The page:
The definition may vary depending on who you ask, but true luxury is having the ability to live life without a care in the world. It's that own ostentatious aspiration that drives a brand like Palmiers du Mal and the clothing that it produces. With that lazy luxury in mind, the brand's Fall-Winter 2017 collection—Palmiers du Mal's third at NYFW: Men's—surely makes a mark.
The story of the collection centers around a "fictional syndicate of international jewel thieves," taking cues from the internationally infamous Pink Panthers gang. Embedded with the brand's signature relaxed opulence and adding in the runway's general ambience—including large, leafy palms and breezy vintage jazz—the vibe was somewhere between Frank Sinatra in Ocean's 11 and Jude Law in The Talented Mr. Ripley (with plenty of concessions to the modern man, naturally.)
According to co-founder Brandon Capps, a focus was to tell an expanded narrative with the collection, something that might have been downplayed as Palmiers du Mal was building its following at previous Men's Weeks. "Collection one and two both surrounded around the jet-set; they’re pieces of clothing you wear from different corners of the world and still feel comfortable no matter where you are, no matter what climate you’re in," Capps noted backstage after the show. "I think those first two collections both took that idea and sat on it, but I think this is the first time we put a theme on top of that same idea and really expanded on it."
In this endeavor, Palmiers du Mal really delivered. The collection fused the retro with the contemporary, from the styling to the garments themselves. Equal parts sensual and scrappy, models with wide-open silk shirts clashed with models shrouded by teardrop embroidered balaclavas. Taken individually, it might have been difficult to comprehend the theme. But, when viewed as a whole, you could imagine this crew collectively celebrating their latest heist on a private island secretly nestled somewhere in the Mediterranean.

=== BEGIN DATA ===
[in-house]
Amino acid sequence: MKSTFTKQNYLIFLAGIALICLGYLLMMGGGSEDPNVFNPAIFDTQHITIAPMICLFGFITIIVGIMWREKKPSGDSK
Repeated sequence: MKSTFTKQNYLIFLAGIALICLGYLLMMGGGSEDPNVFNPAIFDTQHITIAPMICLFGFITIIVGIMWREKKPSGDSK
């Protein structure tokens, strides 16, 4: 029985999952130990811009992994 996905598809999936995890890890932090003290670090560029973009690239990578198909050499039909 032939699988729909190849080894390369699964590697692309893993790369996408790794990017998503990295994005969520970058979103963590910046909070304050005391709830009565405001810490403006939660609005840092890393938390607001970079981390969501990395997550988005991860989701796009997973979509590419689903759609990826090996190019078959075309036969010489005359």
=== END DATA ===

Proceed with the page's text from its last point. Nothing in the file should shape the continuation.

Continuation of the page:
With menswear's recent infatuation with Los Angeles in mind, there's little doubt the City of Angels left its mark on the design process on this collection too. Instead of looping in the rapidly cliché-ing skateboard and streetwear references, however, the brand tapped LA's gaudier aspects. The man on display was more Rodeo Drive than Fairfax Avenue.
While garments are sure to appeal to someone who's spending more time at Barneys than Supreme, we can respect the varied extravagance of several different items. Robe coats, textured wool trousers and jewel-toned Japanese silk blend "sleep shirts" all catch the eye without being alienating. Unfortunately, the success of the more opulent pieces cause the more casual items—the graphic T-shirts and hooded parka specifically—to seem a little out of place.
"From season one, [the clothing] has had influences from sportswear, to military, French work jackets and Japanese noragis. I think this collection has tied all of that together with a bit more of a sportswear vibe," Capps admitted. "That’s how we dress, so I think we’re being more honest, not only to the people that we want to sell to, but also to the clothes we want to wear."
This mentality all builds up to the clear standout: the velvet track jackets. While the entire collection centered production in the brand's native New York, the jet-set-inspired jackets—featuring silk piping done entirely by hand—embody both Palmiers du Mal's Fall/Winter 2017 collection notes and its evergreen brand ethos.
“It takes a unique, self-assured, and rather intellectual consumer to wear the luxurious silk and velvet warm-ups, but it looks dangerously marvelous and markedly subversive,” noted Palmiers du Mal co-founder and creative director Shane Fonner in a post-show press release.
We couldn't agree more.
For more coverage of FW17 Fashion Week be sure to read our other reports on today’s hottest brands.